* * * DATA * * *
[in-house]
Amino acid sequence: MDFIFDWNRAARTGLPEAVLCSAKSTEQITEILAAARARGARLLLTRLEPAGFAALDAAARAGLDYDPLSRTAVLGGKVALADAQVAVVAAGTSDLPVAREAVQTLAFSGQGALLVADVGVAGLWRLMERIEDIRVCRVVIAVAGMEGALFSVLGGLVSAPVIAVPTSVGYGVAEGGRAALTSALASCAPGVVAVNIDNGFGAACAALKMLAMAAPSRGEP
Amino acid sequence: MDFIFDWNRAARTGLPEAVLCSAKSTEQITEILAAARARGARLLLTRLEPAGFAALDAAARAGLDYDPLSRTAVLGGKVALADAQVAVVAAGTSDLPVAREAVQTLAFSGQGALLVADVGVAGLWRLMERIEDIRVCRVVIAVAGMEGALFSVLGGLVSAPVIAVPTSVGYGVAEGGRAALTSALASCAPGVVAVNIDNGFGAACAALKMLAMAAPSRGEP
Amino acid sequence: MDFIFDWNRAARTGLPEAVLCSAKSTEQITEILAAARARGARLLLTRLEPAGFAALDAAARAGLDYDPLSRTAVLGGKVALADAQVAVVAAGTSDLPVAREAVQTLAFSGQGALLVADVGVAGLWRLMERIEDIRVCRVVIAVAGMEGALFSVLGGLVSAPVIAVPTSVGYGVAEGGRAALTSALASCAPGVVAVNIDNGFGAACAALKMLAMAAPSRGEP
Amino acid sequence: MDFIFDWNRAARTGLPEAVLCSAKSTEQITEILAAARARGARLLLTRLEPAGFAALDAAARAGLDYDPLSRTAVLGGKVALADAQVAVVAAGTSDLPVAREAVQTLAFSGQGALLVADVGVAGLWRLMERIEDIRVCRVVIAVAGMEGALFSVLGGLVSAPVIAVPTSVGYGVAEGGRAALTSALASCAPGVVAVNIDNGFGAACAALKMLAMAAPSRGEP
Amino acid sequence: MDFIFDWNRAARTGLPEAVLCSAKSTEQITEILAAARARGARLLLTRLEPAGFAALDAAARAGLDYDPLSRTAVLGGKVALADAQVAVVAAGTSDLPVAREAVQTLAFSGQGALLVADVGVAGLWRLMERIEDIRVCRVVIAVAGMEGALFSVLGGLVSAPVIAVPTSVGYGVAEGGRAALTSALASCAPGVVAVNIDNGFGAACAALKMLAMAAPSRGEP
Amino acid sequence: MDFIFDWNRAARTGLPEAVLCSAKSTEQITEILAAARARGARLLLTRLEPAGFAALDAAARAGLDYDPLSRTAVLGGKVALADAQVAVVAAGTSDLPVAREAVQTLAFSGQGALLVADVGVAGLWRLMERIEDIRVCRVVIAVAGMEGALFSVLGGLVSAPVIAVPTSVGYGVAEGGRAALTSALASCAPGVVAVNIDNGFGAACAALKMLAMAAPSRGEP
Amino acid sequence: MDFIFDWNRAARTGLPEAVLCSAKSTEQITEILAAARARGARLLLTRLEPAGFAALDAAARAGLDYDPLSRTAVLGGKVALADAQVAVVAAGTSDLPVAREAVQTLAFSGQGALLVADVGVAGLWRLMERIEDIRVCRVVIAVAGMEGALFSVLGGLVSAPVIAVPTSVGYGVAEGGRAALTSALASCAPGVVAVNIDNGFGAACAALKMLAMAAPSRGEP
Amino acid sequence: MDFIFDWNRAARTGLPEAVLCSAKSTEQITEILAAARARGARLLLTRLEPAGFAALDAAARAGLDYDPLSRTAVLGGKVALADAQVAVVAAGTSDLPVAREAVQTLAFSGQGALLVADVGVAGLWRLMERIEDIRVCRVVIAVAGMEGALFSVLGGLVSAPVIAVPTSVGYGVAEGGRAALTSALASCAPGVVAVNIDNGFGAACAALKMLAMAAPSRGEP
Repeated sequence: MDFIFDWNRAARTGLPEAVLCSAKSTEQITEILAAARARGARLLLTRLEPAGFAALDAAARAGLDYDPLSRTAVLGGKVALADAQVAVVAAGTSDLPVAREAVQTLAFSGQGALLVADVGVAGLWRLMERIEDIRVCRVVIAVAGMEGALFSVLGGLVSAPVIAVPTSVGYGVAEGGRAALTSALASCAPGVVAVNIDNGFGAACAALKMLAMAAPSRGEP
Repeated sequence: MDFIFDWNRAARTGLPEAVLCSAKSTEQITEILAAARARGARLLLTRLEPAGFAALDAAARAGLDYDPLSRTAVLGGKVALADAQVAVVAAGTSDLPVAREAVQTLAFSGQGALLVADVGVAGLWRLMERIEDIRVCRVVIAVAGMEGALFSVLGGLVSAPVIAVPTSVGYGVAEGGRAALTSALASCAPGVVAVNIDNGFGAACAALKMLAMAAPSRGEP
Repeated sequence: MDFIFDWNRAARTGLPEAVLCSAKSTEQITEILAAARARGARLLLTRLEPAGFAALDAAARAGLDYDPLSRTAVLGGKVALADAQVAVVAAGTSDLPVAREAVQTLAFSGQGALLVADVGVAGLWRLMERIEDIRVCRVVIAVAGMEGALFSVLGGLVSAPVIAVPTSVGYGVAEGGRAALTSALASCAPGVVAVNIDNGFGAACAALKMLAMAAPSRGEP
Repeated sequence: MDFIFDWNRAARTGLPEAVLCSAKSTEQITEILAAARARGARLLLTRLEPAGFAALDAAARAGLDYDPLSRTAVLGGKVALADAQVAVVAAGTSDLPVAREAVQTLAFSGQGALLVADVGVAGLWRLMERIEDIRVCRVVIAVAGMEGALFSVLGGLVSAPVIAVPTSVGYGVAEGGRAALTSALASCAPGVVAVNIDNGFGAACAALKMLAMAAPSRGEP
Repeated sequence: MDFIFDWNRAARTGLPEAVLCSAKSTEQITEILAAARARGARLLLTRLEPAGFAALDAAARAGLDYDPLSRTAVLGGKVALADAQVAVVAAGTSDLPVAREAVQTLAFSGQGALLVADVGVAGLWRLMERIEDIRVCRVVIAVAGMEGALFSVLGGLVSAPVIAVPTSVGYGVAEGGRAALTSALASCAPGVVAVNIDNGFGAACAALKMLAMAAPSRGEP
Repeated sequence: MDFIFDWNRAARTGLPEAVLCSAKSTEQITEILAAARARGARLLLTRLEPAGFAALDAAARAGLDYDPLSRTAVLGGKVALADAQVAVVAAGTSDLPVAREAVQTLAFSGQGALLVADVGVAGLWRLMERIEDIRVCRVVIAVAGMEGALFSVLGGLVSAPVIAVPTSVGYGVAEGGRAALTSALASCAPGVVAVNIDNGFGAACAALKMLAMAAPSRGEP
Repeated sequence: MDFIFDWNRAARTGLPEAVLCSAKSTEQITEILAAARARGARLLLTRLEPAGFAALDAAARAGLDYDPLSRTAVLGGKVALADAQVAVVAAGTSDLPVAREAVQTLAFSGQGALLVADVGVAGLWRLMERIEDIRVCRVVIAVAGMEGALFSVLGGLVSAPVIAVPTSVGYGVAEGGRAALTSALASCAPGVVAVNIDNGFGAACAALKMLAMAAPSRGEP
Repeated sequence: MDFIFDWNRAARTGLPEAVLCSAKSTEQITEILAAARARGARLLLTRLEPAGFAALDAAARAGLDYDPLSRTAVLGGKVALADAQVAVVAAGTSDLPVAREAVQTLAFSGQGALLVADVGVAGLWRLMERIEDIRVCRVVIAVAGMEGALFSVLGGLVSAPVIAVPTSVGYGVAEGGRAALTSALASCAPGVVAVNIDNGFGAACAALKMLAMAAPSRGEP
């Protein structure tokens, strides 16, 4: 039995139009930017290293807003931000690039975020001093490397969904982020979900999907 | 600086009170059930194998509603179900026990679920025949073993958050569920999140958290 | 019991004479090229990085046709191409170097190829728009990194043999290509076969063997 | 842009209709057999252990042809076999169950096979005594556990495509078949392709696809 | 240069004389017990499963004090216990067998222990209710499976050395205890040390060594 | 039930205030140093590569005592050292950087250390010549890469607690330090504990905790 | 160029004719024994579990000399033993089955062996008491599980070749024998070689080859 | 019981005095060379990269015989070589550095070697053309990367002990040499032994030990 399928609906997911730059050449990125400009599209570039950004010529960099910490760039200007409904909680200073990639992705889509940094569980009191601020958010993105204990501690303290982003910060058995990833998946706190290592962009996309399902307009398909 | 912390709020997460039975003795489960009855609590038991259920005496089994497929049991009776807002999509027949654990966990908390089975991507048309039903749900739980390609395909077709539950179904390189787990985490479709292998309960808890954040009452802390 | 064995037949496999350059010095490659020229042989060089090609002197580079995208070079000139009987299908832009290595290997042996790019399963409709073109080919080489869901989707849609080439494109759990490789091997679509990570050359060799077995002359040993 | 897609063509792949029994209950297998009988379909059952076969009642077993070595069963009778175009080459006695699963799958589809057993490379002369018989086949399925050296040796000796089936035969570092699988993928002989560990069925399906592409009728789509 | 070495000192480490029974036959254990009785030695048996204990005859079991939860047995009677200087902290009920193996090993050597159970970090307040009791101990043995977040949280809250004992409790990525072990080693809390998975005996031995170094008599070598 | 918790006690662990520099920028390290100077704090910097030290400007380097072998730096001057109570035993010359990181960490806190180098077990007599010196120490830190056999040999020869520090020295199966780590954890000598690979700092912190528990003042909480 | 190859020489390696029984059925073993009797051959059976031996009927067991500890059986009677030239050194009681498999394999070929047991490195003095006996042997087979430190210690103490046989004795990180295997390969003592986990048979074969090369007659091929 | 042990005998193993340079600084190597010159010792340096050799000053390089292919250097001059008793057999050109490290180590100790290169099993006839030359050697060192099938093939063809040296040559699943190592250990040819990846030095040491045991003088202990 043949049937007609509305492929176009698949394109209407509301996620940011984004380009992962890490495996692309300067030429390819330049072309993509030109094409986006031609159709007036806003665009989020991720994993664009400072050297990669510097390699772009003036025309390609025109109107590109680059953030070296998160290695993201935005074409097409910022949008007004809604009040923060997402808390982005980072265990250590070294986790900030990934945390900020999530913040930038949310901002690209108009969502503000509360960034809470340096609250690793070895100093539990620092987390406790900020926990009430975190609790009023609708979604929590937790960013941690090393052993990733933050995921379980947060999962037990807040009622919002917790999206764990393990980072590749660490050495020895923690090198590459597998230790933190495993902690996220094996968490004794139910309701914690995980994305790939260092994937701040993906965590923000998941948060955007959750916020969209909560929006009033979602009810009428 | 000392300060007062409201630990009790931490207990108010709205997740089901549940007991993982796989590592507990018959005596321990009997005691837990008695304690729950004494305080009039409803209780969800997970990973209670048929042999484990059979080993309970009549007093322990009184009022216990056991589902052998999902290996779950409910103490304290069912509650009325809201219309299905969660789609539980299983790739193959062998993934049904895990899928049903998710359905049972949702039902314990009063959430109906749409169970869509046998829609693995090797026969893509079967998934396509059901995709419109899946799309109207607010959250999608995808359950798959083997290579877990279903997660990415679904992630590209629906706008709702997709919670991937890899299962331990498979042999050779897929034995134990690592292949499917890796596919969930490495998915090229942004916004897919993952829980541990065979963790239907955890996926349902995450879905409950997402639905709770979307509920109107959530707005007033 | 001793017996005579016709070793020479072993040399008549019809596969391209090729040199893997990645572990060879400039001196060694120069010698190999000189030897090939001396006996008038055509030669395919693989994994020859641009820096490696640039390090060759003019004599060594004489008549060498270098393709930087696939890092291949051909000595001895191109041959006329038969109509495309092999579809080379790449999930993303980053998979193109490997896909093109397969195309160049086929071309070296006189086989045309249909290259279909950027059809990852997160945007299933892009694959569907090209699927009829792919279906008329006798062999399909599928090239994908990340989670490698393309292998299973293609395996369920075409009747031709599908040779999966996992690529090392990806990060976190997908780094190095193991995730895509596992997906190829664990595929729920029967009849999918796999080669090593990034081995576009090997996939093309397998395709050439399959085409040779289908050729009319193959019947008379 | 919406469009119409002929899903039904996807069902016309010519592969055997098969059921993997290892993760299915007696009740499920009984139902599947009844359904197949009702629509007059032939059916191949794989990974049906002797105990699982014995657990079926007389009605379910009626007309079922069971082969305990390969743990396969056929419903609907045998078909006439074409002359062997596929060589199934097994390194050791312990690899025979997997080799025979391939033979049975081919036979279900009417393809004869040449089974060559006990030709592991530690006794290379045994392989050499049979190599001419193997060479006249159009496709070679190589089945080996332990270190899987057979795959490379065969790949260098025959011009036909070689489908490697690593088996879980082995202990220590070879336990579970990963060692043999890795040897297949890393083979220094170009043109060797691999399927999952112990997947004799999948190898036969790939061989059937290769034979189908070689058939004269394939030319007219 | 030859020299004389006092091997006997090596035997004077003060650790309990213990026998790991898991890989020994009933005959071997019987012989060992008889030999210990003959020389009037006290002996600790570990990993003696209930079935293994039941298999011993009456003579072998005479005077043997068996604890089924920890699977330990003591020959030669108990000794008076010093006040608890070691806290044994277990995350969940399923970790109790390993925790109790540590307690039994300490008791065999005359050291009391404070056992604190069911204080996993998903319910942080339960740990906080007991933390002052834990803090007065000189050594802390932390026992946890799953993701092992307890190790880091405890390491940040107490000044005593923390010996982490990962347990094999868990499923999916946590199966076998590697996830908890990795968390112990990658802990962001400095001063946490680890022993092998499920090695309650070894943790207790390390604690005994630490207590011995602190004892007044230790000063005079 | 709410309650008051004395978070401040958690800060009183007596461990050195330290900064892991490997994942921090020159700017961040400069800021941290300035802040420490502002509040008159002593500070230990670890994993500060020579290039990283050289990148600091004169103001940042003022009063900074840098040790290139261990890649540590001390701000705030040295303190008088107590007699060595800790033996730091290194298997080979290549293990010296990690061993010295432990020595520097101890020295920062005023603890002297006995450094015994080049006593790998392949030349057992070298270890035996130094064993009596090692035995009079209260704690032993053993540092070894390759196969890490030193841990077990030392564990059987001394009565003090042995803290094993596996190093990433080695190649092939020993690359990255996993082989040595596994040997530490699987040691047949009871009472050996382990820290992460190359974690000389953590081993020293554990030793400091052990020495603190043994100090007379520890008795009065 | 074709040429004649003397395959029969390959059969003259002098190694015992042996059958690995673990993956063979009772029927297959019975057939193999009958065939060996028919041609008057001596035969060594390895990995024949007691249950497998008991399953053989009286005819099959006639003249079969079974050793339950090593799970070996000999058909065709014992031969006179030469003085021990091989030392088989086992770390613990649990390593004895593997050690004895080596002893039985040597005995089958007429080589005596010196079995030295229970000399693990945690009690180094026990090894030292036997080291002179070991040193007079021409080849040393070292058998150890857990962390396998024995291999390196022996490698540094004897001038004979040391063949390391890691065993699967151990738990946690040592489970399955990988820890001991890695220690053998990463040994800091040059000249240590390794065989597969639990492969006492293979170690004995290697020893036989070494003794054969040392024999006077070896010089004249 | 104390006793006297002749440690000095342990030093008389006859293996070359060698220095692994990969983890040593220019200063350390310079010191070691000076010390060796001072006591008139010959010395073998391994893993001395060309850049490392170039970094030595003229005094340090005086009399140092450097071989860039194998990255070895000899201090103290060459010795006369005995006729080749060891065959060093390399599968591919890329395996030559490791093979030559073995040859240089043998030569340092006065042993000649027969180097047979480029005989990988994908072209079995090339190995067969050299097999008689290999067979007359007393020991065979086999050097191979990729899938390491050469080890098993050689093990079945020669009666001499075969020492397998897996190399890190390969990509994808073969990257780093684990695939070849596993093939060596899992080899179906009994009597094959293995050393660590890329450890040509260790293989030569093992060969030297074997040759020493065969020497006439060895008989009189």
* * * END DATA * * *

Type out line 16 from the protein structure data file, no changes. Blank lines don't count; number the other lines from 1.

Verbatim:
Repeated sequence: MDFIFDWNRAARTGLPEAVLCSAKSTEQITEILAAARARGARLLLTRLEPAGFAALDAAARAGLDYDPLSRTAVLGGKVALADAQVAVVAAGTSDLPVAREAVQTLAFSGQGALLVADVGVAGLWRLMERIEDIRVCRVVIAVAGMEGALFSVLGGLVSAPVIAVPTSVGYGVAEGGRAALTSALASCAPGVVAVNIDNGFGAACAALKMLAMAAPSRGEP